Turkish Rugs in Medieval Europe

europe european carpets turkish rugs weaving

Rug weaving craft spread in Persian and Anatolia(modern day Turkey) during the period of Seljuks and evolved through various stages of development. Since the 13th century high quality rugs have been woven in certain Anatolian districts, becoming a dominant accessory item in houses, markets and palaces and spreading out to Europe.

The fact that Anatolian rugs began to appear in European paintings from the 14th century with a further increase in the 15th century (Renaissance) indicates that these rugs were very popular in Europe. Common features of 13th century rugs which included geometric patterns, various figures depicting the tree of life and animal figues continued until the 15th century. Turkish rugs of the 14th and 15th centuries often included soch colours as red, blue, yellow and cream and made frequend appearences in the paintings by famous renaissance artists like Gentile, Giovanni Bellini, Capaccio, Ghirlandaio, Hans Memling and so on. For Europe's princess, Turkish rugs were and indication of wealth and they wanted to immortalize them by commissioning the artists of the time to paint their portraits together with their Turkish rugs. 

The most common motifs used in the carpets of that century were medallion, lamp and cufic script but later carpets began to be decorated further with such patterns as leaves, flowers, pomegranate, octagons and dioamond shapes. The medallion motif which was so popular in the 15th century not only maintained its position in rugs but spread to fabric patterns in the 16th century.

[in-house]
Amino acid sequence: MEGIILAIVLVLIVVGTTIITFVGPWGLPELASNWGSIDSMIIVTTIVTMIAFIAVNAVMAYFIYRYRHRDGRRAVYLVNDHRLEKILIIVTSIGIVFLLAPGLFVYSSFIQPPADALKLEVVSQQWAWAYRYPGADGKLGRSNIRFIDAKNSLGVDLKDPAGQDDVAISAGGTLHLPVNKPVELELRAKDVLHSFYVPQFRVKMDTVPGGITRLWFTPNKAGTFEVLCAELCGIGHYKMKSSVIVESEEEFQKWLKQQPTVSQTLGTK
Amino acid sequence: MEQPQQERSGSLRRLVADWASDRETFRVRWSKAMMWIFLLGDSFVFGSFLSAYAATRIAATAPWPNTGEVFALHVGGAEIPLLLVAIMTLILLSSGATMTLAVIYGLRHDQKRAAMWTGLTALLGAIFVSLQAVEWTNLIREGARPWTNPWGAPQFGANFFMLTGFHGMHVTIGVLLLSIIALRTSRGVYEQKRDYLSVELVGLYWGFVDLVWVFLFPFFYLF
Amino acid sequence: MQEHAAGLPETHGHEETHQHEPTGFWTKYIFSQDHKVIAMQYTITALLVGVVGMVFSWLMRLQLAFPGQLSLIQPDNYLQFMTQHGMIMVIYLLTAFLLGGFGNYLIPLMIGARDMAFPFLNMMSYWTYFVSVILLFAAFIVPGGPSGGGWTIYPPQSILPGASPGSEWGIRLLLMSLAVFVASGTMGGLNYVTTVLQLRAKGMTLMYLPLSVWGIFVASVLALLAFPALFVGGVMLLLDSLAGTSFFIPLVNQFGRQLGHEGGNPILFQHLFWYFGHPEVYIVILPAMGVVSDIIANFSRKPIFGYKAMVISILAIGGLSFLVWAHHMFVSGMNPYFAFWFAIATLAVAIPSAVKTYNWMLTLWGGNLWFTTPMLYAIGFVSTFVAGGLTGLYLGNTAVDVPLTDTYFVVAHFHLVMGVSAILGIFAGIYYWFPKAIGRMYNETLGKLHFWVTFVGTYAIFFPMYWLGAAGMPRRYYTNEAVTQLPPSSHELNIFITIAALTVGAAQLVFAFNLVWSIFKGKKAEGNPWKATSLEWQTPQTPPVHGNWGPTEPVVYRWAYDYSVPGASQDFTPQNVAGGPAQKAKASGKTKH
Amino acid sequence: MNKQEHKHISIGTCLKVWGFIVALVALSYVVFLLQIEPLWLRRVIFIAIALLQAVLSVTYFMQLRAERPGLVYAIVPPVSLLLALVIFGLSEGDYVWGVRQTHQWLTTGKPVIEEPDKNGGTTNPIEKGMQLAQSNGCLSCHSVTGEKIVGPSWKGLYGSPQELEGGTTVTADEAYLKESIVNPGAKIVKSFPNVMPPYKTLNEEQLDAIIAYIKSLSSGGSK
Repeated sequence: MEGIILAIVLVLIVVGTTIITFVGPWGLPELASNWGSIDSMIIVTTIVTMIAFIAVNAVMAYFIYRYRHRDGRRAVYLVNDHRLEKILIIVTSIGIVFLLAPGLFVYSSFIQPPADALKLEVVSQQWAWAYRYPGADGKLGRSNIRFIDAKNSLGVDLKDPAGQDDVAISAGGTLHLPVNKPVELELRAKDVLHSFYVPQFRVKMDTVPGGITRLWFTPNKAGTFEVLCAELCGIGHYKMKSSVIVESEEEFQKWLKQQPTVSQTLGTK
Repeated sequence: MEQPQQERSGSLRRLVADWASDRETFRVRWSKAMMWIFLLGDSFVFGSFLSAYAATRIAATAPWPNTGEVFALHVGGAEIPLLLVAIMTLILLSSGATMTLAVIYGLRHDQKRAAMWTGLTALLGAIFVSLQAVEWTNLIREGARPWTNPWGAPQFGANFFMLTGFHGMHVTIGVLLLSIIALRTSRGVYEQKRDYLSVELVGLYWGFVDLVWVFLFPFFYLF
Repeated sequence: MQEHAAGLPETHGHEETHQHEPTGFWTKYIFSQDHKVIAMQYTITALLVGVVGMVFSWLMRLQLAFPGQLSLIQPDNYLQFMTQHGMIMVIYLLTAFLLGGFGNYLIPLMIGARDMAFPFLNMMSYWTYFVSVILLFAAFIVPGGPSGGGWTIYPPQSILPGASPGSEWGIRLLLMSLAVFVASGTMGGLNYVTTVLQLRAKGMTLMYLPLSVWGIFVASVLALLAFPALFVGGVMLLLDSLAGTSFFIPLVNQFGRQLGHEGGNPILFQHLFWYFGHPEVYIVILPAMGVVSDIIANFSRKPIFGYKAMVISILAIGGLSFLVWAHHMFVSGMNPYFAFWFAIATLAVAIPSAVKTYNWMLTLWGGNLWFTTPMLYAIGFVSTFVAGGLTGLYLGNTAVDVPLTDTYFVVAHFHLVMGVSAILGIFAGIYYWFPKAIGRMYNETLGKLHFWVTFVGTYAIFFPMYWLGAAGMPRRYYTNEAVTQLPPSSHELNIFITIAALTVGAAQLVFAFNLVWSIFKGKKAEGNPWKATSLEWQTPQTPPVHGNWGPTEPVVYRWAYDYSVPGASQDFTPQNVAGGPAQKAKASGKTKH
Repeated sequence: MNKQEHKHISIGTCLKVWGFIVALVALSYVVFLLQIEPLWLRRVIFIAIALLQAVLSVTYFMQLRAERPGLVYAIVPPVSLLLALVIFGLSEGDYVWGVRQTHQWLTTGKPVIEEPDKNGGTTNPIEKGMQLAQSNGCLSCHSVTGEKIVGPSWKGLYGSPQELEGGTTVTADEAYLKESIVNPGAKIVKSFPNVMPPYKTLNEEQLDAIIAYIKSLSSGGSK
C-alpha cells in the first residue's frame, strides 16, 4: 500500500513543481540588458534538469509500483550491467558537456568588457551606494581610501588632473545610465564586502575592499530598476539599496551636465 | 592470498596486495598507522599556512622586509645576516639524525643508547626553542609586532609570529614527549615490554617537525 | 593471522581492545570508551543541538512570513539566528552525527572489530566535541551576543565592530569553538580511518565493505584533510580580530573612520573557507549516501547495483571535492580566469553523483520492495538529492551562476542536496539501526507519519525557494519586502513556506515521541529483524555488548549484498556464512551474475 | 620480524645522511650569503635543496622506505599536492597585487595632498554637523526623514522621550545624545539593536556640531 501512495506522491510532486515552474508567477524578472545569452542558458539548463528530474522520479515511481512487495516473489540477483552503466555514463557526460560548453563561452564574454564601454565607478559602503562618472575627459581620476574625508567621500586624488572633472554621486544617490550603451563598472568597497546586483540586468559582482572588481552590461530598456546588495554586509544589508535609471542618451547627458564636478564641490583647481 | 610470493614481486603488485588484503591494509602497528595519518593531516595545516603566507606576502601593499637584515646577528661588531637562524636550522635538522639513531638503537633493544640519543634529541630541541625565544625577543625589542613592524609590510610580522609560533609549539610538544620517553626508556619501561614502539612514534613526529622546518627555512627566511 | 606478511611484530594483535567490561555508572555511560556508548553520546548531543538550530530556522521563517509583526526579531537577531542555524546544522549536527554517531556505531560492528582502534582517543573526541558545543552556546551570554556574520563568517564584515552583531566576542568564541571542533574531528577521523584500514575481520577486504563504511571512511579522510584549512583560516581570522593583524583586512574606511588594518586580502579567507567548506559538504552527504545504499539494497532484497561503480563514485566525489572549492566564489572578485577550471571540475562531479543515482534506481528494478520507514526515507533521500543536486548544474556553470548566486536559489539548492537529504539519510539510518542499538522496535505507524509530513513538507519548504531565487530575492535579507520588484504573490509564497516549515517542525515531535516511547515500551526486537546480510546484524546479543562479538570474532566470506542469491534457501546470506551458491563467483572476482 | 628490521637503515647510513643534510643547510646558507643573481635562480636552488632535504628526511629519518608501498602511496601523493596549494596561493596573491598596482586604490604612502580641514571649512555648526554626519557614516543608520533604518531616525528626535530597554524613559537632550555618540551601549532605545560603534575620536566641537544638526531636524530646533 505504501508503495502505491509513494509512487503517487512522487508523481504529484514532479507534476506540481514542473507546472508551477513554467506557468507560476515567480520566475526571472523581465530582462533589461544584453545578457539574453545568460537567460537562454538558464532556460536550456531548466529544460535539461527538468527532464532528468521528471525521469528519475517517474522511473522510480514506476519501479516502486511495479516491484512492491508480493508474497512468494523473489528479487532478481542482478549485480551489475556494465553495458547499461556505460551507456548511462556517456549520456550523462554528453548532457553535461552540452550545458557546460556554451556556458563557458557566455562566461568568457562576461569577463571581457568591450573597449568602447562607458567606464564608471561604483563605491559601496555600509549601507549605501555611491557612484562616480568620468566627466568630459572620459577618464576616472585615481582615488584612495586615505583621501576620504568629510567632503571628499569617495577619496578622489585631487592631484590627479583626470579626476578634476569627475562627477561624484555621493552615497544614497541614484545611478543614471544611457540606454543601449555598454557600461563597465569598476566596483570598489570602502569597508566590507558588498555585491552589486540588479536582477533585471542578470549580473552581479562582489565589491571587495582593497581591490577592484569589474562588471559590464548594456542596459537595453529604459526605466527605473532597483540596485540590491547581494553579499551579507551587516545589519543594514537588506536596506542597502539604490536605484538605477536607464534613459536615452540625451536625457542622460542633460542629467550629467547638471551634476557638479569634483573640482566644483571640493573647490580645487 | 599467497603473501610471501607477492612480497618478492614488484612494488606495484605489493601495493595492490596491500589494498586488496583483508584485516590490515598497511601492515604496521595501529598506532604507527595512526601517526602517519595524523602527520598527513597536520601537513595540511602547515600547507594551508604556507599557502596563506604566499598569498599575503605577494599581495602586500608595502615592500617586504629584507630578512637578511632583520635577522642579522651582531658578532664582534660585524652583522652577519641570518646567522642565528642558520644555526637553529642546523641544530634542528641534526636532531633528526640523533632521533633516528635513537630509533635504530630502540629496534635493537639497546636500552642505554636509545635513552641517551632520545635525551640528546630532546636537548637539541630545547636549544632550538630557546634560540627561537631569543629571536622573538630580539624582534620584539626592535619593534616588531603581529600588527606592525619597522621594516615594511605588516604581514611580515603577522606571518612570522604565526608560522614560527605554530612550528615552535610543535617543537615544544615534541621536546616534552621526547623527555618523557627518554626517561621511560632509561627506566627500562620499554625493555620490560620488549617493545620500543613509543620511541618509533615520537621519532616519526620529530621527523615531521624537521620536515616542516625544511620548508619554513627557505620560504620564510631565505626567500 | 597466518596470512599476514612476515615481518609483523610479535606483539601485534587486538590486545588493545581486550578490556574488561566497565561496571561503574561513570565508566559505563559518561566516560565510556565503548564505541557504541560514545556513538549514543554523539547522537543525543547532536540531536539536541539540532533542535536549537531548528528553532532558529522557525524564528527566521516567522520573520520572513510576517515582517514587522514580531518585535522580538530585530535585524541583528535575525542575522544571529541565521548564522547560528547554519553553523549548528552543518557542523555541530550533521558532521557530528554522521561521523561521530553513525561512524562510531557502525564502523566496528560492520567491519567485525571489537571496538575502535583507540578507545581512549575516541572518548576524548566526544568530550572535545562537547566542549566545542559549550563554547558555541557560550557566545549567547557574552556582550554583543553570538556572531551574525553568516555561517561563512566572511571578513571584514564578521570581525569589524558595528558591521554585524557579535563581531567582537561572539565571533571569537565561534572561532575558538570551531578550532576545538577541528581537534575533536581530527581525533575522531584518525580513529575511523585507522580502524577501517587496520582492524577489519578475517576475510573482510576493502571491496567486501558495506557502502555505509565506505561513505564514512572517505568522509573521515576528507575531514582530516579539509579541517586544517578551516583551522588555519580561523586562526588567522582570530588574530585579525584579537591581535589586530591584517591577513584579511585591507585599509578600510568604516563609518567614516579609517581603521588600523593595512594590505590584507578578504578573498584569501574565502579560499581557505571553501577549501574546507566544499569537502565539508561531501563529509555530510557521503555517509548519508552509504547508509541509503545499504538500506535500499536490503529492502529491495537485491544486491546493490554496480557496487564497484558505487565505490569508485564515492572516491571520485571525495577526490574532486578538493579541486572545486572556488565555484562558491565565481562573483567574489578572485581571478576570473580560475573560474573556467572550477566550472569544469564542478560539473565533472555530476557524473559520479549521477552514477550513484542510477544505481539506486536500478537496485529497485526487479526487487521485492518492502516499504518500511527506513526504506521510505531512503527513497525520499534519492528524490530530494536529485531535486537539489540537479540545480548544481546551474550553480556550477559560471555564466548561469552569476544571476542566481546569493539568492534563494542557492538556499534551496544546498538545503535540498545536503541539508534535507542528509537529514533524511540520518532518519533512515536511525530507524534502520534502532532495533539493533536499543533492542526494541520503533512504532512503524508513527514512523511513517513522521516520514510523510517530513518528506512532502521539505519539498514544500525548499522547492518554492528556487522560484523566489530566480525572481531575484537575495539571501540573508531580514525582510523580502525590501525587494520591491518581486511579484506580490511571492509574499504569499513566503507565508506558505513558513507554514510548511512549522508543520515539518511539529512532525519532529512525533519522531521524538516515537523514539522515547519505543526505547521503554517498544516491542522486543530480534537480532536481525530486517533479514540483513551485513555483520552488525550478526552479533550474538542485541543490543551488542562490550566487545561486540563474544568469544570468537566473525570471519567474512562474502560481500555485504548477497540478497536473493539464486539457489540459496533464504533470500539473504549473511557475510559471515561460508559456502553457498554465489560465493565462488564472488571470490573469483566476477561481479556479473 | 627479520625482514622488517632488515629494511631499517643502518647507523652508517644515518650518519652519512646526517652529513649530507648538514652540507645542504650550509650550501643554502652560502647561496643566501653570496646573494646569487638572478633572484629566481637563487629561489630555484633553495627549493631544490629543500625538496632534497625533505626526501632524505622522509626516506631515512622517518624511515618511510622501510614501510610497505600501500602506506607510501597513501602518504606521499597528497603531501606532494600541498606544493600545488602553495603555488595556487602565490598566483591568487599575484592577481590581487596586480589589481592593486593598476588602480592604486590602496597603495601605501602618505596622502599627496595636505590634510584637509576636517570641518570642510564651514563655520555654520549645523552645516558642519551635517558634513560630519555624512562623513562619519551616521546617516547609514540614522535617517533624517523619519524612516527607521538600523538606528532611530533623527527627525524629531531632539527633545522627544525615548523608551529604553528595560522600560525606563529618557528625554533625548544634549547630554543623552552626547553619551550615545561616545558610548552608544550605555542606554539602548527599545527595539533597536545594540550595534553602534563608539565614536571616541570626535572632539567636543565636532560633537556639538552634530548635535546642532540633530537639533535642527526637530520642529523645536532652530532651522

Carpets of Usak and Bergama; significant weaving centres of 16th century Anatolia are among the important items decorating the museums of Europe. Presence of Turkish rugs in Western museums and private collections in such large numbers indicate that they have been important export goods for centuries. Bergama carpets have since carried on their tradition of gemeotric arrangements involving triangles,hexagons and octagons.

At the universal exhibition held in 1867 at Champ de Mars in Paris participated by Kings and Emperors, Turkey(Ottoman Empire by then) received awards in silk crafts as European interest and demand for carpets began to increase further towards the end of the 19th century. Due to the fact that Turkey did not have enough rug looms to meet such demands at the time, Persian and Far Eastern rugs which are woven more easily and quickly due to single knot technique had made their way into the European market. However, they have not been able to overshadow the reputation of Turkish Rugs

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